In days of yore it was so simple, all an audiophile really needed to do to hear a particular recording at its best was to listen to the original master (or as close to it as they could get to it) in the original format (ideally played back with the same gear it was made with.)
Even today 95% of the time this tried and true formula works - read any of Michael Fremer's fine pieces on Analog Planet and you can get an inkling into how superb some early pressings can sound and how close they can get to the sound of the original analog tape. Even in the modern digital age of recording, If a session was done at 96/24, a playback of the final master will usually sound best at that native rate as opposed to down or up-sampling it. But what about that last 5%?
It should be obvious to everyone that down-sampling a digital file to a lower resolution digital format will cause a reduction of overall fidelity when compared to the original master. But upsampling is different. Here the first question you must consider is "Why would you want to upsample a file from its native digital format?" I think answer is that some DACs perform their tasks more accurately and with greater efficiency when given a particular sample-rate. The well-respected PS Audio Direct Stream DSD upsamples everything to it's preferred 10x DSD rate for processing. Many other DACs upsample their incoming digital stream to a higher bit-rate and sampling rate before routing the signal to their digital processor.
If a particular DAC performs best at a particular higher bit and sample rate the question then becomes where the upsampling should occur. With some DACs, such as the PS Audio, since the DAC will upsample every source, there's no need to do any pre-DAC upsampling, but with other DACs you could see a performance increase by feeding them an already upsampled source. This upsampling could either occur real-time in your computer or you could have converted the files in advance and stored higher-resolution versions of the original files.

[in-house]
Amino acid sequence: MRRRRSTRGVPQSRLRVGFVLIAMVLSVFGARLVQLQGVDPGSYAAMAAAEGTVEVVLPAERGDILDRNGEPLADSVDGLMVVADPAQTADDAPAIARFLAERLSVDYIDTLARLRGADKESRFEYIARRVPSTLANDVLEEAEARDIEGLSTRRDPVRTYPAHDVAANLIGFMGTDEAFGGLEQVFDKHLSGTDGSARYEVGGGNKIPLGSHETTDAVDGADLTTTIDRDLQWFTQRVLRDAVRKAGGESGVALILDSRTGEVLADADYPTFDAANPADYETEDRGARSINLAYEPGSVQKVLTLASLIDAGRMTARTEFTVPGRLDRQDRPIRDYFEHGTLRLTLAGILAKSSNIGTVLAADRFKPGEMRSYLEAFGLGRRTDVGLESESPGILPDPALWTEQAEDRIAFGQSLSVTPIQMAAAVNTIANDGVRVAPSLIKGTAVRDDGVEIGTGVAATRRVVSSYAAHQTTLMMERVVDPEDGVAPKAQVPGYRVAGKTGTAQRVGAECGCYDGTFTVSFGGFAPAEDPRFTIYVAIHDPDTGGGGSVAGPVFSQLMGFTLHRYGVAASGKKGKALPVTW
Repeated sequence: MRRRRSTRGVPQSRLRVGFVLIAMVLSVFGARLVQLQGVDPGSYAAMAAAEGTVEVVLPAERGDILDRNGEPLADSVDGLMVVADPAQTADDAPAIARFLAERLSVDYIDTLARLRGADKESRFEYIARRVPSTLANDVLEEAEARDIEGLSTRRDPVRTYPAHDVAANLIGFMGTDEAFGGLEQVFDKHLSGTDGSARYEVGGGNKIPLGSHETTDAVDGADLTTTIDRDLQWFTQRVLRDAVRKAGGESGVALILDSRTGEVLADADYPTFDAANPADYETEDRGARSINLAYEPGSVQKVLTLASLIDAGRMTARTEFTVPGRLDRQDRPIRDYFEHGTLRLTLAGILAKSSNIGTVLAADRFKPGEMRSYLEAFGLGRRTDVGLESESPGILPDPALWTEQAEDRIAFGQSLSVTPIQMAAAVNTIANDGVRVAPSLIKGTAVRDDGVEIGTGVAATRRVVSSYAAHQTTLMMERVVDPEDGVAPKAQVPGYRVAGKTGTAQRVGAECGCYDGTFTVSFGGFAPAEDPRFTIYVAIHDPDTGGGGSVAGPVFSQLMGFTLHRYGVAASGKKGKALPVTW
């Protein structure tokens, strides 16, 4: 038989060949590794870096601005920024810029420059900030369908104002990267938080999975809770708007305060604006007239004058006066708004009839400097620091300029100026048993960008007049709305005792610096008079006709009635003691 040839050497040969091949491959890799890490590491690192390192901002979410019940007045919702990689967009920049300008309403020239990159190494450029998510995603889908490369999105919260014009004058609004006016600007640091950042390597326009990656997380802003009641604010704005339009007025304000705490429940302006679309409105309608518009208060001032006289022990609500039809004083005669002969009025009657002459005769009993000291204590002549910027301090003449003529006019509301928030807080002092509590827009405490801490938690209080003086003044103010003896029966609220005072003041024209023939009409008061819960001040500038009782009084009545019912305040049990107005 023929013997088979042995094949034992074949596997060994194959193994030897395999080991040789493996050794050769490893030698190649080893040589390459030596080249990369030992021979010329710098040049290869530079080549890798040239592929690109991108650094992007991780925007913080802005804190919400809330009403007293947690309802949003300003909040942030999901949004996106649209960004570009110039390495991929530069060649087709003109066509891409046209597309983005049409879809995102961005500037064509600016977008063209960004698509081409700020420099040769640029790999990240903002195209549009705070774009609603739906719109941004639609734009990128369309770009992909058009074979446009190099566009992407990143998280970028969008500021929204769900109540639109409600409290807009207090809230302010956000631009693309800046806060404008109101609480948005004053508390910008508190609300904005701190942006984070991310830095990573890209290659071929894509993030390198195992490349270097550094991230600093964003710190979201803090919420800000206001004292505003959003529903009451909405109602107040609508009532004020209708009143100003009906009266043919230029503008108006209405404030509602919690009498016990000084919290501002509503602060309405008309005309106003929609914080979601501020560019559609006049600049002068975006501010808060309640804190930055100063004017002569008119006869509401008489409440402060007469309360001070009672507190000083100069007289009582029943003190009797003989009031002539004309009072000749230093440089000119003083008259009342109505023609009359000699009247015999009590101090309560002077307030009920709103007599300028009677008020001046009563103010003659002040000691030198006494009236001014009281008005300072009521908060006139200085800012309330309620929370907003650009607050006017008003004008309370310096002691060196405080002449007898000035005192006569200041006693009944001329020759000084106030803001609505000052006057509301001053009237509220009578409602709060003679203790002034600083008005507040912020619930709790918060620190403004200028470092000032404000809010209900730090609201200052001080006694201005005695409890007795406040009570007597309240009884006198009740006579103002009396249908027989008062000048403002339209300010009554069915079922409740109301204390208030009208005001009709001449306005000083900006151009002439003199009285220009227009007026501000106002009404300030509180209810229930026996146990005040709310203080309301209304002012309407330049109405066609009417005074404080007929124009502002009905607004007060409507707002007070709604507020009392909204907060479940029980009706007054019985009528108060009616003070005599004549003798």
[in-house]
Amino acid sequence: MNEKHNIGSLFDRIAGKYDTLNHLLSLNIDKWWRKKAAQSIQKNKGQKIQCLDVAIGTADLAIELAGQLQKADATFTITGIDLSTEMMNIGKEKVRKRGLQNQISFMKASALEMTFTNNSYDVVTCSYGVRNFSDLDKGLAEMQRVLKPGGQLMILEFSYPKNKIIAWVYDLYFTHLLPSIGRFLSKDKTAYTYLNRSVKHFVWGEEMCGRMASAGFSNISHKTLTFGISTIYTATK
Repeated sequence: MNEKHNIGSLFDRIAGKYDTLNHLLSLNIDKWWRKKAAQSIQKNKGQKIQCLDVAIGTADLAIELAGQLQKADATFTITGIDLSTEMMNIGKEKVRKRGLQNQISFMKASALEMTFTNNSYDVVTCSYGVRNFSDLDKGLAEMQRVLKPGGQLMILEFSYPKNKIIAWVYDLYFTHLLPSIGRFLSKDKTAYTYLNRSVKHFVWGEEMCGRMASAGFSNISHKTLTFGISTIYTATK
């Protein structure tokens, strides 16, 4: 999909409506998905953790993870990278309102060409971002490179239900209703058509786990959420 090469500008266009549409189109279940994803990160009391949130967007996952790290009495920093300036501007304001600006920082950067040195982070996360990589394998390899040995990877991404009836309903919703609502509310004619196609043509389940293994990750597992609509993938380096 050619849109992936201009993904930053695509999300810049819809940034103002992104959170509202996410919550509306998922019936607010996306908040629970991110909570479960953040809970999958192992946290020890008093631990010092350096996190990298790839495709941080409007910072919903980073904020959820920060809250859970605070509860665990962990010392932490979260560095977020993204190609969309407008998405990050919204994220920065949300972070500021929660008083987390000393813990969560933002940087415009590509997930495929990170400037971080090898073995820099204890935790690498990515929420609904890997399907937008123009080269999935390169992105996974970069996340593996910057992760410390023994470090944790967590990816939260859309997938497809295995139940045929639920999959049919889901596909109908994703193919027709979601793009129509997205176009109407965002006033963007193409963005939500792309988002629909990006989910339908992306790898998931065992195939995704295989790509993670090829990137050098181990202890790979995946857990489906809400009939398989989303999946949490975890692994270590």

Recently I reviewed the CARY DMC-600SE digital music hub for Home Theater Review. One of the tests I did was to compare a USB feed from my Mac Mini with the wireless Bluetooth feed from the same computer. In the past this test's results were uniformly obvious - the USB feed offered higher fidelity. But with the Cary this was not the case due to the fact that the Cary could upsample the Bluetooth signal to 768 kHz but could not upsample the USB feed. Sometimes in these tests the Bluetooth signal was my preferred source. I was also surprised to find that the upsampled lossy stream from my iPhone was equal to and on a few selections even seemed better fidelity than the native, lossless, signal from the Mac Mini's USB feed. Using CD sources, which the Cary could also upsample, I spent quite a bit of time seeing if the DMC-600SE's upsampling features would yield any universal sonic improvements. After several different sessions spread over several days I had to conclude that the upsampling was highly source-dependent. On many CD tracks I couldn't discern any audible difference between the various sample rates. But with a small percentage of CDs the soundstage was definitely larger, more well defined, and easier to listen into than the native rate version.
Plangent Process re-mastered releases have made it quite obvious that there are professional systems that can produce a better results than even the original analog masters (because Plangent can correct time and frequency errors), but my own experience has shown me that even in a home system upsampling can sometimes deliver higher fidelity than the native rate can. Unfortunately for those audiophiles who want easy, universal answers to complex questions, so far there is no universal truth on whether upsampling is always the right thing to do.
My takeaway from all this is that the only way you can hear whether upsampling your digital files will offer a noticeable sonic improvement on your system is to put together your own listening tests and find out. On the Cary DMC-600SE it made a difference; on your gear obviously your mileage may vary.